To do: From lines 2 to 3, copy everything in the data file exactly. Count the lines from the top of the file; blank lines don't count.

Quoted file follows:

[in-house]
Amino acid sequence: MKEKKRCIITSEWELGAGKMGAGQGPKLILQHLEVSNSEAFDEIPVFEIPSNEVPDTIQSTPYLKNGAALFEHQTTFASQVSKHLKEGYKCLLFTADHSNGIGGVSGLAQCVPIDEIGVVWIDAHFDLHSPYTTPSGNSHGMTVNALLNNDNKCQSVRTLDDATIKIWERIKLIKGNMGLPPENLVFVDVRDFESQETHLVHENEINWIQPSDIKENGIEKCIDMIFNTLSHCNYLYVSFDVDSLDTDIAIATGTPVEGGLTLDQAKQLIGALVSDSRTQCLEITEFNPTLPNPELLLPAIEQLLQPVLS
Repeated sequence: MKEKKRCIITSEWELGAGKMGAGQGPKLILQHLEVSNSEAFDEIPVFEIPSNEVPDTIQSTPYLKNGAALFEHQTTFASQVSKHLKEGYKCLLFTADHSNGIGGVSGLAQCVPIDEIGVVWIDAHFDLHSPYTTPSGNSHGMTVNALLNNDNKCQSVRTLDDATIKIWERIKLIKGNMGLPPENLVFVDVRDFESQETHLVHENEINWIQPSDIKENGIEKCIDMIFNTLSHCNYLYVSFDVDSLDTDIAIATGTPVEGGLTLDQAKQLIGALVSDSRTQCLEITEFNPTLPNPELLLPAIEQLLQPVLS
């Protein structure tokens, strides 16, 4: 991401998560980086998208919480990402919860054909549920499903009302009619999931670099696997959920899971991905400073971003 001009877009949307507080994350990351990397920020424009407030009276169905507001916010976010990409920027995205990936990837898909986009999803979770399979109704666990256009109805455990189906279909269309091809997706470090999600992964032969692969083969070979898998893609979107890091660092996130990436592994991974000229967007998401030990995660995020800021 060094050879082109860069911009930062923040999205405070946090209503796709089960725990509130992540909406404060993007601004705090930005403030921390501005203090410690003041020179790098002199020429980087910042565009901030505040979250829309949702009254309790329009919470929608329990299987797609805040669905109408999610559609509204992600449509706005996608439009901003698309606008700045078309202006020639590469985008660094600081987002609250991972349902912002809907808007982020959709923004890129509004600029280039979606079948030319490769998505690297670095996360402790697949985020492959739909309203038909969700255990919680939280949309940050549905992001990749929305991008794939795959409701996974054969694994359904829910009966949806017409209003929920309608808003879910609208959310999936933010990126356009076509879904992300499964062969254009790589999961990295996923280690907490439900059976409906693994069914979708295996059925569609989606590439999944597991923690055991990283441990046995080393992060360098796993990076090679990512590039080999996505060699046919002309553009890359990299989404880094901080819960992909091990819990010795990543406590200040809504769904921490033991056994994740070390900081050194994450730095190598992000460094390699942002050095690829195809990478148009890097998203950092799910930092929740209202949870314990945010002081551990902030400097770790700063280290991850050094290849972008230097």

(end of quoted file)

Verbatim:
Amino acid sequence: MKEKKRCIITSEWELGAGKMGAGQGPKLILQHLEVSNSEAFDEIPVFEIPSNEVPDTIQSTPYLKNGAALFEHQTTFASQVSKHLKEGYKCLLFTADHSNGIGGVSGLAQCVPIDEIGVVWIDAHFDLHSPYTTPSGNSHGMTVNALLNNDNKCQSVRTLDDATIKIWERIKLIKGNMGLPPENLVFVDVRDFESQETHLVHENEINWIQPSDIKENGIEKCIDMIFNTLSHCNYLYVSFDVDSLDTDIAIATGTPVEGGLTLDQAKQLIGALVSDSRTQCLEITEFNPTLPNPELLLPAIEQLLQPVLS
Repeated sequence: MKEKKRCIITSEWELGAGKMGAGQGPKLILQHLEVSNSEAFDEIPVFEIPSNEVPDTIQSTPYLKNGAALFEHQTTFASQVSKHLKEGYKCLLFTADHSNGIGGVSGLAQCVPIDEIGVVWIDAHFDLHSPYTTPSGNSHGMTVNALLNNDNKCQSVRTLDDATIKIWERIKLIKGNMGLPPENLVFVDVRDFESQETHLVHENEINWIQPSDIKENGIEKCIDMIFNTLSHCNYLYVSFDVDSLDTDIAIATGTPVEGGLTLDQAKQLIGALVSDSRTQCLEITEFNPTLPNPELLLPAIEQLLQPVLS